Glaucopis cinerea, Gml.—Orange-wattled Crow (Kokako).
This species represents, in the South Island, the Glaucopis uilsoni of the North; but the plumage is a little lighter, a light slate color; and one-half of the wattle orange, the other, dark blue. The wattles of the young birds are smaller and much lighter. This bird haunts open places with low scrub. When I was on the West Coast, South Island, in 1877, I saw this bird on Arthur's Pass, about 3,000 feet above the sea-level, sitting on a stone a few feet in front of me. In January, 1878, on Mount Alexander, about 2,000 feet above the sea-level, I met it everywhere, hopping very swiftly amongst low scrub and stones. I also found it on the ranges on the left bank of the Teremakau River, but not so frequently, as they have a preference for certain localities. The shepherds have told me that these birds only come down to the lowlands during severe winters.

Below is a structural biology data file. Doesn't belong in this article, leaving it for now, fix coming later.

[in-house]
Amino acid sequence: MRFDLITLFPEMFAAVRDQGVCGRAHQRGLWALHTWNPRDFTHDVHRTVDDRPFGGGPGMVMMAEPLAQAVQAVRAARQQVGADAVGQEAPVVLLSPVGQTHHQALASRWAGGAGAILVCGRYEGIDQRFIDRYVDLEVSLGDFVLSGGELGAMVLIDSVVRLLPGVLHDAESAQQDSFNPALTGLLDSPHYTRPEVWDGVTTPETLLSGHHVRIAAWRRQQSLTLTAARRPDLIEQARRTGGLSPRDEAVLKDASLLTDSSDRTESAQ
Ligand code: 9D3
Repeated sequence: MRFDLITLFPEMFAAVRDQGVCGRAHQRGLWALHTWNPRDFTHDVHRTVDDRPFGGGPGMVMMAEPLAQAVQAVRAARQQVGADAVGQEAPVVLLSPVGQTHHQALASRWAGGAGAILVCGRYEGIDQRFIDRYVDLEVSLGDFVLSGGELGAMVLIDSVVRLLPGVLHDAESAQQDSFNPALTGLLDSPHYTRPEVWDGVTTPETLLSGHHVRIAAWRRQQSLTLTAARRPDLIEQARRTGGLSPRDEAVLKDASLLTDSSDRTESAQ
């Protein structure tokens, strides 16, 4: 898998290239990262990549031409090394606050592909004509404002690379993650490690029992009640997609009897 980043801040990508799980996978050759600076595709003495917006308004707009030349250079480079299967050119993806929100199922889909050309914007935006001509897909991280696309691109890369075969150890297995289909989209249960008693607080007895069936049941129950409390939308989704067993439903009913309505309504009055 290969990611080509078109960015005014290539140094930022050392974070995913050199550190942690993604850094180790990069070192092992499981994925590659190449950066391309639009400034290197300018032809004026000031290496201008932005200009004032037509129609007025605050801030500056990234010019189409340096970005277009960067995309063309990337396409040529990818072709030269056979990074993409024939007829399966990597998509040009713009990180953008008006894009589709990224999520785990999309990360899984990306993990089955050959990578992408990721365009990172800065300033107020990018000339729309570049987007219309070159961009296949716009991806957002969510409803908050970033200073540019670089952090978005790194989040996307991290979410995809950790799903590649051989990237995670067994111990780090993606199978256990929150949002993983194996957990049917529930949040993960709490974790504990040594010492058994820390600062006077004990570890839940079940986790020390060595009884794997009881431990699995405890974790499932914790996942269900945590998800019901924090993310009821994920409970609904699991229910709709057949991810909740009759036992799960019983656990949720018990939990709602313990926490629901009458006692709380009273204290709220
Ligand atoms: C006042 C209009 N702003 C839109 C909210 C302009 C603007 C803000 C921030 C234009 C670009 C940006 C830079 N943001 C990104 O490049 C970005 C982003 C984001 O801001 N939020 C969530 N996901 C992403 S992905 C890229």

During my research in 1884, at the West Coast, South Island, I did not find these birds so plentiful. I saw them here near the sea shore, also up on the high ranges, especially on the outskirts of the forests, roaming about in pairs, and, or with their brood, generally three in number. They are very tame, but, when disturbed, are adepts in the art of hiding, either under a limb in the fork of a tree, or between thick leaves. On one occasion, I observed a pair of these birds at Dusky Sound. One I shot; and, not noticing the other go away, I waited, and presently saw its head peeping out from behind the limb of a tree, then drawing it back; and, repeating this action several times, it eventually hopped out on the branch, looked about, and, noticing me, went away very quickly. The movements of this bird are exceedingly quick; but, from the construction of the wings, it is not able to fly far, and that only when in extremities. Male and female are inseparable; the male utters a very sweet whistle, consisting of six notes, as “te, to, ta, tu, tu, tu”; the call of the female is composed of five, as “te, a, tu, tu, tu.” At a distance it very much resembles the sound of the flute. At Milford Sound, in October, 1884, I shot a crow, and then concealed myself until its mate appeared, which it did in a very short time; and, to my astonishment, instead of flying away when it saw me, the poor thing went to its dead companion, hopping around and calling, evidently in a great state of agitation. I felt so much for this bird, that I was very sorry I had shot its mate, and let it go. The pairing season begins in October, when the male makes extraordinary evolutions before the female, similar to the European Wood Grouse (Tetrao urogallus). He bows his head about, spreads his wings, and erects and spreads his tail, making at the same time a gurgling noise. They build their nests in thick scrub, not far from the ground, of twigs and moss. In the beginning of December the female lays from two to three eggs. Mr. Docherty and Mr. Sutherland told me that they have found their eggs in December and January. The young birds are full-grown in May, but they remain with their parents until the pairing season. The scarcity of these birds near habitations is due to their confidence, through which they often fall a prey to cats and men, which are their worst enemies. They are rather dry for eating. Their food consists of berries and young leaves, which I have found in their crops. I procured specimens.